A Cape Cod Notebook 10/7/08

listenWood Ducks in a Tree

By Robert Finch

Originally aired 10/9/07

One morning recently, as I sat at the table before the glass doors writing up some notes, I looked u p and saw a group of wood ducks - three males and two females - perched on an oak branch at the edge of the yard less than sixty feet from where I sat. Now I've seen wood ducks all my grown life, but I 've never gotten used to seeing them in trees. I know it's natural for them - after all, a preference f or woodlands is where they get their name - but it hardly seems sensible. Seeing a duck in a tree is l ike seeing an owl swimming in a pond, or a turkey soaring high overhead in the clouds.

Still, one doesn't question wood ducks when one gets them, wherever they are. I would welcome one i n my mailbox - and that's not as far fetched as it sounds, given that they prefer to nest in mailbox-s ize hollows in trees. In New England, the wood duck is also known as the "summer duck," because its wintering grounds are largely below the Mason-Dixon Line. And unlike most local ducks it won't take to coastal waters when hard freezes close its fresh water haunts. Thus on the Cape and Islands it's considered, as one source puts it, "a casual winter straggler, surviving only if fed artificially." Hmm- seems like that could apply to me as well.

But wood ducks are startlingly beautiful. Other ducks - mergansers and teal, for instance - have jus t as many square inches of bright color as the wood duck, but they don't begin to approach it in beauty. The male wood duck's vivid plumage is concentrated in its iridescent green head and light blue prima ry wing feathers, a red-orange bill, and a bright red eye. But its body is dramatically marked off with flashy streaks of stage-white that heighten the contrasting plumage and give the bird a strange ritualistic appearance, like that of some beautiful exotic artifice. The plumage of the female, as i s commonly the case in the bird world, is less showy and more subdued than the male's, but it's distinguished by a broad white eye ring.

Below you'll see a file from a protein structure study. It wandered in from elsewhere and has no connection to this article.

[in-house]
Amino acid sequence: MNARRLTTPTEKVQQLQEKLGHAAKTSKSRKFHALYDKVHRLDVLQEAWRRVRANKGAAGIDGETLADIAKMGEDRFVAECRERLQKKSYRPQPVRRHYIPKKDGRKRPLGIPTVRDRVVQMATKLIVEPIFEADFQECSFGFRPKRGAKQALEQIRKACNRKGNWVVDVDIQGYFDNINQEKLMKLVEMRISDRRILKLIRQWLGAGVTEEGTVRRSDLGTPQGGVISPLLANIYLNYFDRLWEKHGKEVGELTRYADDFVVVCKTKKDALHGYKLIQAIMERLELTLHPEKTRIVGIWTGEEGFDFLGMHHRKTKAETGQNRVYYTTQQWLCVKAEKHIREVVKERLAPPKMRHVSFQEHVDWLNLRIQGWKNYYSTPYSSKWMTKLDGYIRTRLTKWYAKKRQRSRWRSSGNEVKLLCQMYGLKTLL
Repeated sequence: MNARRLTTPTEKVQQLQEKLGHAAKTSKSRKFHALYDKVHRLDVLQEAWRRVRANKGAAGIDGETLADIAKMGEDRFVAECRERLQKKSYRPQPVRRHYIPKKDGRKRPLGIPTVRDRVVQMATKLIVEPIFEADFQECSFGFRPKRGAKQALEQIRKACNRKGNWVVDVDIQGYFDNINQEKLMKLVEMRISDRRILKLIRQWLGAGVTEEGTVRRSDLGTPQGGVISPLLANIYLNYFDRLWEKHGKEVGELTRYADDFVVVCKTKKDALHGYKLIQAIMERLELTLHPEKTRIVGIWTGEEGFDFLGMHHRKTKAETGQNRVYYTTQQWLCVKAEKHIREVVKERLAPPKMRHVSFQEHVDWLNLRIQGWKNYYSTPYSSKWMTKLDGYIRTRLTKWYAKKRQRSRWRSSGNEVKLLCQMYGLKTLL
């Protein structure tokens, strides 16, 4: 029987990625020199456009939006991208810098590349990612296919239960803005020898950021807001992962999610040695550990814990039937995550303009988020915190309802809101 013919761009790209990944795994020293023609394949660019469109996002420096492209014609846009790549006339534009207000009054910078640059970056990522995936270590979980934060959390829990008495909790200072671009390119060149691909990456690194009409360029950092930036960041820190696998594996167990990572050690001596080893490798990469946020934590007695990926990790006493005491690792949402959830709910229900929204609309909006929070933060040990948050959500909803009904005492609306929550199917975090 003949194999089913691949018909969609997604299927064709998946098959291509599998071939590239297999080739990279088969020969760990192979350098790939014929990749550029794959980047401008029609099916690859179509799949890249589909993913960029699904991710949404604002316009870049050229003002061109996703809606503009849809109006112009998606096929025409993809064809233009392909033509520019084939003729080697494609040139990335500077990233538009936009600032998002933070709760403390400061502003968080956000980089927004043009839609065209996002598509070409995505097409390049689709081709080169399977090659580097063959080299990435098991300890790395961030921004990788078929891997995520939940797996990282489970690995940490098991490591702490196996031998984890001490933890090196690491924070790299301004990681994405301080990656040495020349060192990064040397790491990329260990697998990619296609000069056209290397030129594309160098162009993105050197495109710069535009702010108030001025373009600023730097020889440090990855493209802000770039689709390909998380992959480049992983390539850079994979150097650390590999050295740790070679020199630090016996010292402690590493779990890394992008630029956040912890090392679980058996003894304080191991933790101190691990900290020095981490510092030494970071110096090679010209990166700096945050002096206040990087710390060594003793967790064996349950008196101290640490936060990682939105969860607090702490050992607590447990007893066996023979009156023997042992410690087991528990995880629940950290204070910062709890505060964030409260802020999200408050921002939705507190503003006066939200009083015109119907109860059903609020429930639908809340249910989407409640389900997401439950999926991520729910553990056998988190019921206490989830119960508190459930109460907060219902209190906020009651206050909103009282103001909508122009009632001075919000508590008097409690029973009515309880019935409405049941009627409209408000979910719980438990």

Their tree-perching habit is just one more extraordinary thing about these birds. As the five wood ducks sat there, arranged boy-girl-boy-girl-boy, I expected them at any moment to start singing, or to spout poetry. Lined up on the oak limb, framed so close to me in the glass doors, they didn't look l ike real birds - or rather, they looked more than real. I felt that wood ducks should not be walking aro und in the real world at all, but set upon some golden bough in a glass museum display case, "in a life- like attitude."

Well, so much for impressionism. These ducks were real enough, and all the better for being so in a Cape Cod oak tree. For five minutes they sat there, like squat tropical parrots, the males occasiona lly dipping their emerald heads up and down to no one in particular. And then, as if to disabuse me of m y too aesthetic appreciation of them, one of the females defecated as she took off and flew directly o ver the house. Then she swooped back down towards the kettle hole bog, drawing the other four off with her. They threaded themselves expertly through the dense maze of gray limbs and bronzing leaves and were quickly lost to sight. I felt at once suddenly bereft and deeply blessed.

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